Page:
“At first, I would say maybe about 10 to 15 percent got it,” Bray said. “Another 40 percent were on the fence, with a neutral mindset of: ‘That sounds nice, but we don’t know if we see ourselves as being that proactive about change.’ And then another 40 percent raised contrarian concerns akin to ‘Well, wait. If we take risks and fail, will that hurt our careers? Why should we do anything more than the status quo? We don’t want to jeopardize our jobs.’ That said, I expected that initially my proposal would be met with skepticism – it’s healthy to a degree. There are times when some executives say they want change, yet really don’t want to support risk takers. I needed to show the team I meant what I said. Actions speak louder than words.

“So I worked with 10 or 15 percent of early adopters initially through lunches or after-work happy hours, and the coalition of the willing grew to more like 35 to 40 percent. Even now, the network of positive ‘change agents’ isn’t the majority yet, and I don’t know if it will ever become the majority, but that’s okay. It’s now grown as large, if not larger, than the skeptics. And that’s a good sign that the transformation movement has reached a tipping point.

Skeptics welcomed

“You always want skeptics in some respects,” Bray continued. “Today’s reality is that modern IT organizations have to do two things: One, they have to keep the lights on and keep the status quo running smoothly. So you need people who are attracted to that consistent, repeatable work. Two, modern organizations need to do the complete opposite, namely dramatically adapt to the exponential changes in our globalized world. To do that, you often need to attract a totally different personality than those who like to keep the trains running. A goal of a good CIO, and good executive in general, should be to recognize and reward both types of people – as a real-time evolving organization needs both.”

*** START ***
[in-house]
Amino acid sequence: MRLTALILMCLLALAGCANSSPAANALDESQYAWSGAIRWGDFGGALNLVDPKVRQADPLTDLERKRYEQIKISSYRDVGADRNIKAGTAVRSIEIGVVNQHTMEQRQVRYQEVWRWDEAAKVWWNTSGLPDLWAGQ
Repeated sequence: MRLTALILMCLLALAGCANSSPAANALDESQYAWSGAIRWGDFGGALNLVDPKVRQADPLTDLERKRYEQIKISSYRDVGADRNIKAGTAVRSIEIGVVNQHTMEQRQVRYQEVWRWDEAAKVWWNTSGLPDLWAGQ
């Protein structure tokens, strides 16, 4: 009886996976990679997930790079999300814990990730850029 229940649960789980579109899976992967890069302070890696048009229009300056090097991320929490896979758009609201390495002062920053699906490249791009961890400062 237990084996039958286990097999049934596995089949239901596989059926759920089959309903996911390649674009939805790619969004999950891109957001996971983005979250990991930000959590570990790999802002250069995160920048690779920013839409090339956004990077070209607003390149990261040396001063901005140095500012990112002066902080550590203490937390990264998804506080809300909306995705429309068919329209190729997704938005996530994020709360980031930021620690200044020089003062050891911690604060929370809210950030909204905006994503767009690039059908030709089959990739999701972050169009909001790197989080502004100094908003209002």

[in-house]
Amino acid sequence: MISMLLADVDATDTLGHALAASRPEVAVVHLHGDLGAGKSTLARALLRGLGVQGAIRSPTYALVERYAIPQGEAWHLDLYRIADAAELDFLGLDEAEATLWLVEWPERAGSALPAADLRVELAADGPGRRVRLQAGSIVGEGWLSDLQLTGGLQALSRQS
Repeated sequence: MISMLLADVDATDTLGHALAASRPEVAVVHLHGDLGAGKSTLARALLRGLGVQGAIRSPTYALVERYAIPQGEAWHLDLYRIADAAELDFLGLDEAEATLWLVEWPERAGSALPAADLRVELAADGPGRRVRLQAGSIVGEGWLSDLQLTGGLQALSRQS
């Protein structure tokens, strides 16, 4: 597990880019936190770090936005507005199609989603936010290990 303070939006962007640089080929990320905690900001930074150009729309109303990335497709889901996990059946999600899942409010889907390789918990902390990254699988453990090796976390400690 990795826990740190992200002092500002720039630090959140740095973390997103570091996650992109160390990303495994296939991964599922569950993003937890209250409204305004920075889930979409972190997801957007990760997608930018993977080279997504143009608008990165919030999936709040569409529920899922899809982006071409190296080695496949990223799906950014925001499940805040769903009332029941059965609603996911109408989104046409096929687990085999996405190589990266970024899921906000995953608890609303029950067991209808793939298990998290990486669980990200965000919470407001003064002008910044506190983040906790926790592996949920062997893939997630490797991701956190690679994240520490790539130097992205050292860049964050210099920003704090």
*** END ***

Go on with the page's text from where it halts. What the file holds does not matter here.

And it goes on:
The way Bray sees it, if CIOs really want to be successful they need to develop a network of change agents not only within the IT shop, but across the organization as a whole.

“Your organizational partners may have a diversity of views and differ on where things need to go, and that’s actually okay. Diversity leads to better outcomes and avoids the risks of group think. Our rapidly changing world requires a diversity of perspectives on both the changing organizational and global technology landscapes.”

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Dr. David A. Bray serves as Chief Information Officer (CIO) for the Federal Communications Commission, overseeing the Commission's efforts to modernize legacy systems and transform technology partnerships in telecommunications, broadband, competition, the spectrum, the media, public safety, and security. He was selected to serve as a member of the Council on Foreign Relations and as a Visiting Associate for the Cybersecurity Working Group on Culture at the University of Oxford in 2014.

As community manager for The Enterprisers Project, Ginny Hamilton helps build the site's community of CIOs, IT leaders, and readers. She is responsible for helping tell the stories of leading IT executives – showcasing the projects, experiences, and challenges they're facing in their roles as IT leaders.